The Fall of Qing Dynasty
Popularly called the Great Qing, the Qing Dynasty referred to imperial China’s last dynasty was established in 1963. It ruled China from 1644 –1917. The Qing Dynasty’s rule, in the beginning, was very prosperous. For instance, it was the rule that further extended China’s present borders and perfected the imperial system rule in China. After flourishing in the eighteenth century, it became tumultuous towards the end during the nineteenth century. The fall was attributed to numerous factors, such as warfare, overpopulation, rebellion, and economic disasters. As such, this paper explores the reasons for Qing Dynasty’s fall.
The factors for the decline, fall, and Collapse of China’s Qing Dynasty involved both internal and external changes outside and within the dynasty, overall western influence, the Sun Yat-Sen’s rise, and the peasant revolts. One factor was the trade imbalance between the Qing Dynasty and Great Britain. The trade imbalance between these two trading partners made Great Britain, the leading tea importer to lower the demand for tea from China (Leese 45). The decision was mainly due to China’s low importation demand of Britain’s goods, despite being the largest importer of Chinese tea. This trade imbalance marked the beginning of the Qing Dynasty’s fall due to reduced income generation sources.
Second, the people of China began peasant revolts, mainly due to famine, droughts, bandits, and floods. Due to their fallout with their major trading partners like Great Britain, China began to experience economic hardships. Life became problematic and hard for the citizens, and in return, they resorted to peasant revolts against the Qing Dynasty’s rule to bring their country back to its flourishing state. For instance, in 1850, China, under the leadership of the Qing Dynasty, experienced the bloodiest civil war that had never broken out in other parts of the world (Mao). These civil wars mainly originated from the peasant revolts by the Chinese because of unfavorable or dissatisfaction with their living standards.
Another factor leading to the Qing dynasty’s fall was the Qun Yat-Sen’s rise. Yat-Sen was a Chinese physician, political philosopher, and statesman who later overthrew the Qing Dynasty in December 1911. As a nationalist having some socialist tendencies, Yat-Sen formed groups that jointly formed the Tongmenghui or the Revolutionary Alliance. This Alliance’s main motive was to replace the Quing rule with a republican form of governance (Yat-Sen 2). Their aim came to pass in 1911, when Yat-Sen’s newly formed Revolutionary Alliance overthrew the Qing Dynasty, bringing to an end Qing’s two millennial imperial rule and transitioning China to an anew sociopolitical development rule under a republican government system.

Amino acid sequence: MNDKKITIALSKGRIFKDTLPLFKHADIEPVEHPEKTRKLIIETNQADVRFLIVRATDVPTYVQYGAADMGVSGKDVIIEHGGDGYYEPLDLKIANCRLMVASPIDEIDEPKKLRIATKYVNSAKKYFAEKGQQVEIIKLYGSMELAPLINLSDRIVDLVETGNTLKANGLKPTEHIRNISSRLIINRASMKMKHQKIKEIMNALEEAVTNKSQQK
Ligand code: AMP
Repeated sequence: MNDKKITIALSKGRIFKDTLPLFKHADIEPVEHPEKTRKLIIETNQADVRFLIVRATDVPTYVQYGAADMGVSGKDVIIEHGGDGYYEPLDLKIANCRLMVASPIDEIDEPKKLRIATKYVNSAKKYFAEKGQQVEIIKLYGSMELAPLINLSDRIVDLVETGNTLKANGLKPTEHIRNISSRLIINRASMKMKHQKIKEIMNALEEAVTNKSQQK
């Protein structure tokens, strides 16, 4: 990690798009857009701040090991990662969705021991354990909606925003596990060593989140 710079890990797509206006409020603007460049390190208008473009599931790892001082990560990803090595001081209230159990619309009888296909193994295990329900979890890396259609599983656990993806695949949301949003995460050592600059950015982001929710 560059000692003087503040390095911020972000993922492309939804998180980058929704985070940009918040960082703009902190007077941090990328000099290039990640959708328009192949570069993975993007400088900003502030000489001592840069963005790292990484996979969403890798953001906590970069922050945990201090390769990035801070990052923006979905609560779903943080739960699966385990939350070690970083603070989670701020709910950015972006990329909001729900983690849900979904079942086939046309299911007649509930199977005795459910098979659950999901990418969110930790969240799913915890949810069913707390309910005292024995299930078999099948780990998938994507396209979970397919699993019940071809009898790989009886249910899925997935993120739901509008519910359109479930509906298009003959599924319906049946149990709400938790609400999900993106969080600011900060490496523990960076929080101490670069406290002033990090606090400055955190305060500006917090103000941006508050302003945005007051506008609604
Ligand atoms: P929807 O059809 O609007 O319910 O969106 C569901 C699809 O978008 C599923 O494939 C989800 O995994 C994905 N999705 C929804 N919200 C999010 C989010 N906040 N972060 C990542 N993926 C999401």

Lastly, an upsurge in the Western nation’s influence resulted in the collapse of the Qing Dynasty. The last one hundred years of Qing’s rule were only problems caused by pressure from foreign western nations. The foreign immigrants spread their cultures and ideas throughout China. As a result, they took advantage of the deteriorating Qing rule and made it weaker as time progressed, leading to its fall in 1911 (Mao).
In conclusion, knowing the fall and collapse of the Qing Dynasty’s two millennial rules make historians and the Chinese people gain an in-depth knowledge of how the China Republic was formally established. They realize that China became a republic as a result of the Xinhai Revolution, which started with an uprising of Wuchang on October 10, 1911.
Leese, Daniel. “Revolution: Conceptualizing Political And Social Change In The Late Qing Dynasty.” Oriens Extremus, vol. 8, March 2012, pp. 25-61. https://www.jstor.org/stable/24047786
Mao, Dun (Shen Yanbing), 1896-1981. “Spring Silkworms” [PDF]. http://afe.easia.columbia.edu/ps/china/mao_dun_silkworms.pdf
Yat-Sen, Sun. “Selection from A Program of National Reconstruction: The Three Stages Of Revolution (1918).” Asia for educators, Columbia Univerity Press, 2000, https://www.afe.easia.columbia.edu/ps/cup/sun_yatsen_revolution.pdf